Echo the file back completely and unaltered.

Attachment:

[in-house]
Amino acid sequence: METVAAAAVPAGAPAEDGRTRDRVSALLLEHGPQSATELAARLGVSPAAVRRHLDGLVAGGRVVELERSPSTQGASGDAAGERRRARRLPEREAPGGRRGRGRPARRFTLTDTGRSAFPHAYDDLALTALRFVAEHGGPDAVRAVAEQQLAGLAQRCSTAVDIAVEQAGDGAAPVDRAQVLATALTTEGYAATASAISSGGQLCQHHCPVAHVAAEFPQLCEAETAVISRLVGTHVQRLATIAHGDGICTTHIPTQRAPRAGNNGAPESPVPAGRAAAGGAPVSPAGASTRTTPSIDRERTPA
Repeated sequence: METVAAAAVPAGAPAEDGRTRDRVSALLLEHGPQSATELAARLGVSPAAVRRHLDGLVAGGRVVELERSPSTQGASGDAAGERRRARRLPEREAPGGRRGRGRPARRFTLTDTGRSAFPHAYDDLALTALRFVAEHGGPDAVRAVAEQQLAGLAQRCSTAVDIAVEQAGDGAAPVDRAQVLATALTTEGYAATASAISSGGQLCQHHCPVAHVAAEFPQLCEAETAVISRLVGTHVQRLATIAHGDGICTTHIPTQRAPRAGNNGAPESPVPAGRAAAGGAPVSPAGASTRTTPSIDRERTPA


[in-house]
Amino acid sequence: METVAAAAVPAGAPAEDGRTRDRVSALLLEHGPQSATELAARLGVSPAAVRRHLDGLVAGGRVVELERSPSTQGASGDAAGERRRARRLPEREAPGGRRGRGRPARRFTLTDTGRSAFPHAYDDLALTALRFVAEHGGPDAVRAVAEQQLAGLAQRCSTAVDIAVEQAGDGAAPVDRAQVLATALTTEGYAATASAISSGGQLCQHHCPVAHVAAEFPQLCEAETAVISRLVGTHVQRLATIAHGDGICTTHIPTQRAPRAGNNGAPESPVPAGRAAAGGAPVSPAGASTRTTPSIDRERTPA
Repeated sequence: METVAAAAVPAGAPAEDGRTRDRVSALLLEHGPQSATELAARLGVSPAAVRRHLDGLVAGGRVVELERSPSTQGASGDAAGERRRARRLPEREAPGGRRGRGRPARRFTLTDTGRSAFPHAYDDLALTALRFVAEHGGPDAVRAVAEQQLAGLAQRCSTAVDIAVEQAGDGAAPVDRAQVLATALTTEGYAATASAISSGGQLCQHHCPVAHVAAEFPQLCEAETAVISRLVGTHVQRLATIAHGDGICTTHIPTQRAPRAGNNGAPESPVPAGRAAAGGAPVSPAGASTRTTPSIDRERTPA